Richard Hartley: It is a magical place that makes you realise that your own place in the whole scheme of things is totally insignificant. This is a magical and fearsome place and I hope to return again and again
Twice I have been privileged to stand in awe, beneath one of the most natural cathedrals our mountain environments can provide. This is the Circo de los Altares in southern Patagonia.
The Circo is to be found on the western side of the Cerro Torre massif, at the eastern edge of the great southern icecap which stretches 300 miles long and 50 miles wide between Argentina and Chile. In fact this is the largest piece of ice outside the Polar Regions.
A huge line of seemingly impenetrable mountains separates the Circo from civilisation. The Circo itself is surrounded by a ring of jagged peaks that would be on many mountaineers “wish-lists”, including such mountain legends as Cerro Standhart, Torre Egger and of course the star, the magnificent, Cerro Torre.
For those of us not blessed with the necessary skills to climb over them we have to walk round them. It’s is a three day journey from either the north (via Paso Marconi) or south (via Paso del Viento) just to reach this “Shangri-La” and it is not without its own hazards. It’s a tough trek and the outcome is never certain. Raging rivers, complex moraines, huge glaciers and of course the constant battering from the prevailing westerly winds provide the main obstacles.
The first time I ventured there was in 2006. Our GPS announced our arrival as we arrived at the Circo in thick mist. We made a mistake of heading too far into the Circo seeking comforting shelter and set up camp on a dodgy, crevasse ridden lateral moraine. The feeling of isolation was almost overwhelming. Next morning the mists started clearing and we were treated to the magical sight of the ring of peaks appearing out of the gloom. Awe inspiring. The Circo de los Altares is indeed a fitting name.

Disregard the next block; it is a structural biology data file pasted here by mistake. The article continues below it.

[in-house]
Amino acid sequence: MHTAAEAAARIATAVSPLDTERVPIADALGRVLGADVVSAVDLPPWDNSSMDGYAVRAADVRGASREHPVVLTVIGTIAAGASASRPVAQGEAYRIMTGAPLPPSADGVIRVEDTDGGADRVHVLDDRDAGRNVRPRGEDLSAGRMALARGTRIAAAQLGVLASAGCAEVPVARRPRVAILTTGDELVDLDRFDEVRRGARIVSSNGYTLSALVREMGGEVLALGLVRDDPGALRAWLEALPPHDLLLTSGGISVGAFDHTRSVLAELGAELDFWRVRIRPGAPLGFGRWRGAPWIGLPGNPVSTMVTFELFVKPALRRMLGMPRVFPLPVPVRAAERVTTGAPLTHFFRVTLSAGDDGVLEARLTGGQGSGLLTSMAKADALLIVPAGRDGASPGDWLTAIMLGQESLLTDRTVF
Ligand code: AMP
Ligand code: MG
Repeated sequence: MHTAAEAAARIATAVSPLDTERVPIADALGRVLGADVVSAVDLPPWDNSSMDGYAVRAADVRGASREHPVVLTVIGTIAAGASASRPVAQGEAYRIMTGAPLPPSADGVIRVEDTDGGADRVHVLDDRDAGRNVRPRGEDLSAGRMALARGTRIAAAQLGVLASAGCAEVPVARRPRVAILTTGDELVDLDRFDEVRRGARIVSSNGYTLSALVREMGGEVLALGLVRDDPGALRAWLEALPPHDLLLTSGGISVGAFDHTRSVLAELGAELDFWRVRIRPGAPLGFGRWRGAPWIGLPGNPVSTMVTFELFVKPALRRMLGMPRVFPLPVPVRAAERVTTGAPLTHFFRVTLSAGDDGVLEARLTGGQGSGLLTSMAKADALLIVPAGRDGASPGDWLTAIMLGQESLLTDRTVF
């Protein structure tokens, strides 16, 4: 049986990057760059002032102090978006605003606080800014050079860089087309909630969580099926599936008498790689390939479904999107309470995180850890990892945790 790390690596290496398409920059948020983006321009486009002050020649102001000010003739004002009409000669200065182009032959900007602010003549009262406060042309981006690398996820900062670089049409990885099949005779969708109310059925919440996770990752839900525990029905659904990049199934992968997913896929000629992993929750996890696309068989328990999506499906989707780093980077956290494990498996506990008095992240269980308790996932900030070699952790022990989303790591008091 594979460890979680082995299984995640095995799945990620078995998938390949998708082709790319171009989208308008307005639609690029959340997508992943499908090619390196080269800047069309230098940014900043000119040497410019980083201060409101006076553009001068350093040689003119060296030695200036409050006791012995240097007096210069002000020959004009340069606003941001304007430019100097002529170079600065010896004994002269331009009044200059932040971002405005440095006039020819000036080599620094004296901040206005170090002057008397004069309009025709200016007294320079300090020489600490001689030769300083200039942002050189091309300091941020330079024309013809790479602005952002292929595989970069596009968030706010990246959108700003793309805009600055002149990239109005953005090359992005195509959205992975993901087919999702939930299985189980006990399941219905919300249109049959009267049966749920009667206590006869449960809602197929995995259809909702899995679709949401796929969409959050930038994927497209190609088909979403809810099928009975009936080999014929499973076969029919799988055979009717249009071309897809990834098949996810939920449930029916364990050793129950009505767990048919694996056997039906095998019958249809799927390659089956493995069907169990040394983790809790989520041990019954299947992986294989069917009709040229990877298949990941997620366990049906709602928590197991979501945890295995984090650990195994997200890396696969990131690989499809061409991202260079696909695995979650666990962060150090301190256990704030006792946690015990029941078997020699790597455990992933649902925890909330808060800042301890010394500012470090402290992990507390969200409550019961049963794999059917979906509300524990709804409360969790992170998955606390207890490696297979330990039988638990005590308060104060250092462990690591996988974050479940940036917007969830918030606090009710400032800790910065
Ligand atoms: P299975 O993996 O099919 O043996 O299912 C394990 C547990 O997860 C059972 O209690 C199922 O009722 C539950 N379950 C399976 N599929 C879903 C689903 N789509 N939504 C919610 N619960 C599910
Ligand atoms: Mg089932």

My next venture to the Circo was in 2011. This time we were better prepared as we sat below the Marconi Glacier awaiting a suitable weather window to climb up through the seracs to the icecap. This time we arrived at the Circo in perfect weather, clear skies and light winds. Now the full extent of the “altar” was revealed in all its glory.
This time we camped correctly at the entrance to the Circo. As the sun set over the great icecap we watched the changing light dancing across the huge granite faces. That night, by the light of my head torch I remember reading about Walter Bonatti and Carlo Mauri’s exploits here in 1958 on Cerro Torre’s unclimbed west face and their subsequent incredibly long traverse from Cerro Adela to Cerro Grande and Punta Luca. An amazing feat.
I returned in 2014 and again 2016. Both times we had our sights on another of Bonatti’s summits, Cerro Mariano Moreno in the center of the icecap. On both attempts either bad weather or poor snow conditions made us retreat to the relative safety of the Circo to sit out storms. That is Patagonia for you and you have to show the utmost respect for its stormy nature.
It is a magical place that makes you realise that your own place in the whole scheme of things is totally insignificant. This is a magical and fearsome place and I hope to return again and again.
Words and Photos: Richard Hartley
About the author: Richard Hartley started walking in the UK hills in the mid-1970s. In the 1980s and 90s he spent many seasons walking and mountaineering in the Alps. Since then he has led six expeditions to the Patagonian Icecap and joined a Berghaus sponsored expedition in 2013 to ski volcanoes in Kamchatka. In 1998 he quit his job as an accountant in search of a better life and found it in Spain’s Sierra Nevada, where he has lived since 2002 just outside the spa town of Lanjarón in the Alpujarras. He is the owner of local tour and guiding company called Spanish Highs, Sierra Nevada (www.spanishhighs.co.uk), providing walking, trekking, mountaineering, snowshoeing and ski touring trips.